Blogs

Six Steps to Embedding Employee Engagement

In our recent blog, we highlighted that companies are increasingly recognizing the value of always on employee engagement to the workplace, but are sometimes left frustrated, confused or both as to how to make it a fundamental part of their business. While others pay lip service to the idea, yet never quite get round to putting in place a formal strategy.

Bolting an employee engagement programme onto existing processes or trying to reverse engineer it into an ill-fitting people management strategy is always going to be much more challenging than developing it to be a core part of the company’s culture and to ensure buy-in from managers and the top-down. You can find out more tips here

In fact, many organisations fail to get their employee engagement agenda off the ground altogether. More often than not this comes down to one of three factors.

  1. Lack of commitment – whilst most organisations see the case for employee engagement – they may even say that they encourage it, and give their employees a regular voice in the organisation – there can be a disconnect between what they think and what actually happens on the ground. Call it vision, values or culture, if an organisation does not truly value engagement, it will be absent from its operating structure, processes and systems. Organisations that have high levels of engagement have sponsorship and role models from the top down.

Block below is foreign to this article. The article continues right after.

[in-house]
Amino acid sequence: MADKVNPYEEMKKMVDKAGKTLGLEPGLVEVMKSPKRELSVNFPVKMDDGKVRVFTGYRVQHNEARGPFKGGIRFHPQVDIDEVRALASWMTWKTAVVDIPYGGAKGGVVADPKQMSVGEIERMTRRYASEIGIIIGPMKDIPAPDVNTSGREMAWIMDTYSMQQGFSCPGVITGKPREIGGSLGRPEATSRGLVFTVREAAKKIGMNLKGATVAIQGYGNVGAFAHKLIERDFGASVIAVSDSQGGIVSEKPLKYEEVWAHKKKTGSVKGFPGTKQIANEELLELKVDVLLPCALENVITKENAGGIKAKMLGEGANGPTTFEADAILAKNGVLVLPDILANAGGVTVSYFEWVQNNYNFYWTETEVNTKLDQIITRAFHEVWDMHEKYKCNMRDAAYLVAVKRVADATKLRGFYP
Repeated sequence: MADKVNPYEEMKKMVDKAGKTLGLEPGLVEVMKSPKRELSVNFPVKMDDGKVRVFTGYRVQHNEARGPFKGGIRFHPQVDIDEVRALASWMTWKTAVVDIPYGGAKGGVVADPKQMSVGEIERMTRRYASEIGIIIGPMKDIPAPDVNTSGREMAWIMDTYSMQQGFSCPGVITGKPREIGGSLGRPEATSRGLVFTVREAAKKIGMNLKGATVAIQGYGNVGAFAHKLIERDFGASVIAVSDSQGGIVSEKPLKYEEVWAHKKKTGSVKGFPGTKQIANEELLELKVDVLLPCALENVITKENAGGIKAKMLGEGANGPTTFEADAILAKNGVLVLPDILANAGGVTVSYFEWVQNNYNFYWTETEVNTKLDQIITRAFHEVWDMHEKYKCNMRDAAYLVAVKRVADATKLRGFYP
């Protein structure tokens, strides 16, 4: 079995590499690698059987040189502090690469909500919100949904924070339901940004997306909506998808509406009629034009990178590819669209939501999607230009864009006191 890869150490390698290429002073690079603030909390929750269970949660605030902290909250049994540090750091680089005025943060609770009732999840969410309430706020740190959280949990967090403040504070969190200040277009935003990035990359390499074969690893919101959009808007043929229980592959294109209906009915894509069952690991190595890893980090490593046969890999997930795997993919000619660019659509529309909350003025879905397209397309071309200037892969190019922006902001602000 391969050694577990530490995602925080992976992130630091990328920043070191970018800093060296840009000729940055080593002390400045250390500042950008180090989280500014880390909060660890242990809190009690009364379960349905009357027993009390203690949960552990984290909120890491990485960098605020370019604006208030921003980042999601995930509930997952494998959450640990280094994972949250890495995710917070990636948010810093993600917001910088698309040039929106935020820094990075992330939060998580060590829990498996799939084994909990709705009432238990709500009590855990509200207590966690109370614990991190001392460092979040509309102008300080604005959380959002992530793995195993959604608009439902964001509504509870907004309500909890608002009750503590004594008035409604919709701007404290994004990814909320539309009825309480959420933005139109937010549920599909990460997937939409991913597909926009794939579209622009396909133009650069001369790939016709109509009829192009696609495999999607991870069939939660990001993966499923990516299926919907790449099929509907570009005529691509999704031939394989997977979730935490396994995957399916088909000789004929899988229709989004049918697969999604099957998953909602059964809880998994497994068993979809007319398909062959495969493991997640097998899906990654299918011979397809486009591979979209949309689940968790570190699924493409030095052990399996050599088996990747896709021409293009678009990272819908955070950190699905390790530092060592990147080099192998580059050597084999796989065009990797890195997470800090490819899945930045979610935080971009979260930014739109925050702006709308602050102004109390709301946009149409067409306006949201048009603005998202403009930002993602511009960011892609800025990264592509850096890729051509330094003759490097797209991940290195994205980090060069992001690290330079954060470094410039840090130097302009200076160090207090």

2. Lack of experience - despite the arguments, some managers simply do not get it. Their experience makes them think it is quicker and easier to just tell people what to do, or some simply lack the experience of having great role models who have demonstrated the value of engagement. They may never have experienced how it feels to have their ideas and feedback listened to and acted on. Organisations that have high levels of engagement recruit managers who are good people managers.
  3. Lack of skills – having a motivated and engaged workforce requires managers to have a key set of skills and attitudes that need to be nurtured and developed within an organisation. Skills such as empathy, listening, building trust, collaboration, coaching, and developing others should be seen as part of the requirement of being a manager. Organisations that have high levels of engagement see the development of their managers as an ongoing programme of activity, not a one-off.

The reality is that shifting the needle on employee engagement can be done, but it requires a commitment and discipline in leadership style, behaviour and practice.

A good starting point for any employee engagement programme is an overhaul of the annual employee survey. For too long this once a year, backward-looking review for employees has been the standard in many organisations. While once a year is better than nothing at all, it can be demotivating for both employee and employer and often leaves little time for positive two-way discussion. It can be time-consuming as well, so by the time the process is completed and the data collated and analysed, it’s effectively out of date.